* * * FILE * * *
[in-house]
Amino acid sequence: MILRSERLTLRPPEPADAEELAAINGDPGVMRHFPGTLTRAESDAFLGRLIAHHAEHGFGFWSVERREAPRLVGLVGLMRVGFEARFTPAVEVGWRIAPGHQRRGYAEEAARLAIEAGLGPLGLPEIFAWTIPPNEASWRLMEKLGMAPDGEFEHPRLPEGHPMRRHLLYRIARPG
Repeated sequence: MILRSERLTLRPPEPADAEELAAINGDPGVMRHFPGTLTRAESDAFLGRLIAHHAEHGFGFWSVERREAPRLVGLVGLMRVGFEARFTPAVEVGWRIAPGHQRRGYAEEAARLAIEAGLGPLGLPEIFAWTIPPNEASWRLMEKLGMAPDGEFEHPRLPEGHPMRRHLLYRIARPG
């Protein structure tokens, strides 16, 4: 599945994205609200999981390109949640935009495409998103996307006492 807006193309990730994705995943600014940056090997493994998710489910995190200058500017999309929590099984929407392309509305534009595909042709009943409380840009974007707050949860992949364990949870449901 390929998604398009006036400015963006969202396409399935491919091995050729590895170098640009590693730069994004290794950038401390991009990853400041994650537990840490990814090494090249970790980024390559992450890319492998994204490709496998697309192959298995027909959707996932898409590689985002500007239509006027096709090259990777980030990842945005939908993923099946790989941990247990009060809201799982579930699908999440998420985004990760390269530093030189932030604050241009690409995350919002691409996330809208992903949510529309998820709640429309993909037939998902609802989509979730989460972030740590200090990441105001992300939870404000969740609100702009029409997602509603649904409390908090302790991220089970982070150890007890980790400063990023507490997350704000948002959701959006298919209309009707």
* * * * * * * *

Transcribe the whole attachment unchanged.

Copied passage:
[in-house]
Amino acid sequence: MILRSERLTLRPPEPADAEELAAINGDPGVMRHFPGTLTRAESDAFLGRLIAHHAEHGFGFWSVERREAPRLVGLVGLMRVGFEARFTPAVEVGWRIAPGHQRRGYAEEAARLAIEAGLGPLGLPEIFAWTIPPNEASWRLMEKLGMAPDGEFEHPRLPEGHPMRRHLLYRIARPG
Repeated sequence: MILRSERLTLRPPEPADAEELAAINGDPGVMRHFPGTLTRAESDAFLGRLIAHHAEHGFGFWSVERREAPRLVGLVGLMRVGFEARFTPAVEVGWRIAPGHQRRGYAEEAARLAIEAGLGPLGLPEIFAWTIPPNEASWRLMEKLGMAPDGEFEHPRLPEGHPMRRHLLYRIARPG
């Protein structure tokens, strides 16, 4: 599945994205609200999981390109949640935009495409998103996307006492 807006193309990730994705995943600014940056090997493994998710489910995190200058500017999309929590099984929407392309509305534009595909042709009943409380840009974007707050949860992949364990949870449901 390929998604398009006036400015963006969202396409399935491919091995050729590895170098640009590693730069994004290794950038401390991009990853400041994650537990840490990814090494090249970790980024390559992450890319492998994204490709496998697309192959298995027909959707996932898409590689985002500007239509006027096709090259990777980030990842945005939908993923099946790989941990247990009060809201799982579930699908999440998420985004990760390269530093030189932030604050241009690409995350919002691409996330809208992903949510529309998820709640429309993909037939998902609802989509979730989460972030740590200090990441105001992300939870404000969740609100702009029409997602509603649904409390908090302790991220089970982070150890007890980790400063990023507490997350704000948002959701959006298919209309009707």